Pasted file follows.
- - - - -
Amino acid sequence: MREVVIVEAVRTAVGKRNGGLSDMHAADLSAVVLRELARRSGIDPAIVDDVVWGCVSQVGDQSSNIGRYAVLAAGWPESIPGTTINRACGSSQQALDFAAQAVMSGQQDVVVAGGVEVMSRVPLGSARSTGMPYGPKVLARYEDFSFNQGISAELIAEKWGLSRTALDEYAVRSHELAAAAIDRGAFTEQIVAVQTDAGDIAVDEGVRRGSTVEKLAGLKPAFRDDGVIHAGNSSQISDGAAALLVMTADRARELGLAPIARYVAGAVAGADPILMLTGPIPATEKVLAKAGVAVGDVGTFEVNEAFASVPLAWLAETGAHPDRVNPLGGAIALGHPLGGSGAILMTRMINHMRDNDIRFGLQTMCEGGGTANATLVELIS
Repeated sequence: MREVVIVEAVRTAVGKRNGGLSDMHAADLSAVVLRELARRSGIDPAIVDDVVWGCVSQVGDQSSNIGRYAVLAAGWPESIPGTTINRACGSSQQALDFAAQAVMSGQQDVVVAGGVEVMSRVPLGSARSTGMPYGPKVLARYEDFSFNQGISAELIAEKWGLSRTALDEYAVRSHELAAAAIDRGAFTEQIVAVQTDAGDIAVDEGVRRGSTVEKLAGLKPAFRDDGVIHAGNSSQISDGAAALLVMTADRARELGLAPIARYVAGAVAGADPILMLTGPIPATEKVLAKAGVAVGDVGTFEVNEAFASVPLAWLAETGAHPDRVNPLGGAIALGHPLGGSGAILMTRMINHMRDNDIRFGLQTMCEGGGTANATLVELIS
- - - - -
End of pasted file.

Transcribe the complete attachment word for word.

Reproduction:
Amino acid sequence: MREVVIVEAVRTAVGKRNGGLSDMHAADLSAVVLRELARRSGIDPAIVDDVVWGCVSQVGDQSSNIGRYAVLAAGWPESIPGTTINRACGSSQQALDFAAQAVMSGQQDVVVAGGVEVMSRVPLGSARSTGMPYGPKVLARYEDFSFNQGISAELIAEKWGLSRTALDEYAVRSHELAAAAIDRGAFTEQIVAVQTDAGDIAVDEGVRRGSTVEKLAGLKPAFRDDGVIHAGNSSQISDGAAALLVMTADRARELGLAPIARYVAGAVAGADPILMLTGPIPATEKVLAKAGVAVGDVGTFEVNEAFASVPLAWLAETGAHPDRVNPLGGAIALGHPLGGSGAILMTRMINHMRDNDIRFGLQTMCEGGGTANATLVELIS
Repeated sequence: MREVVIVEAVRTAVGKRNGGLSDMHAADLSAVVLRELARRSGIDPAIVDDVVWGCVSQVGDQSSNIGRYAVLAAGWPESIPGTTINRACGSSQQALDFAAQAVMSGQQDVVVAGGVEVMSRVPLGSARSTGMPYGPKVLARYEDFSFNQGISAELIAEKWGLSRTALDEYAVRSHELAAAAIDRGAFTEQIVAVQTDAGDIAVDEGVRRGSTVEKLAGLKPAFRDDGVIHAGNSSQISDGAAALLVMTADRARELGLAPIARYVAGAVAGADPILMLTGPIPATEKVLAKAGVAVGDVGTFEVNEAFASVPLAWLAETGAHPDRVNPLGGAIALGHPLGGSGAILMTRMINHMRDNDIRFGLQTMCEGGGTANATLVELIS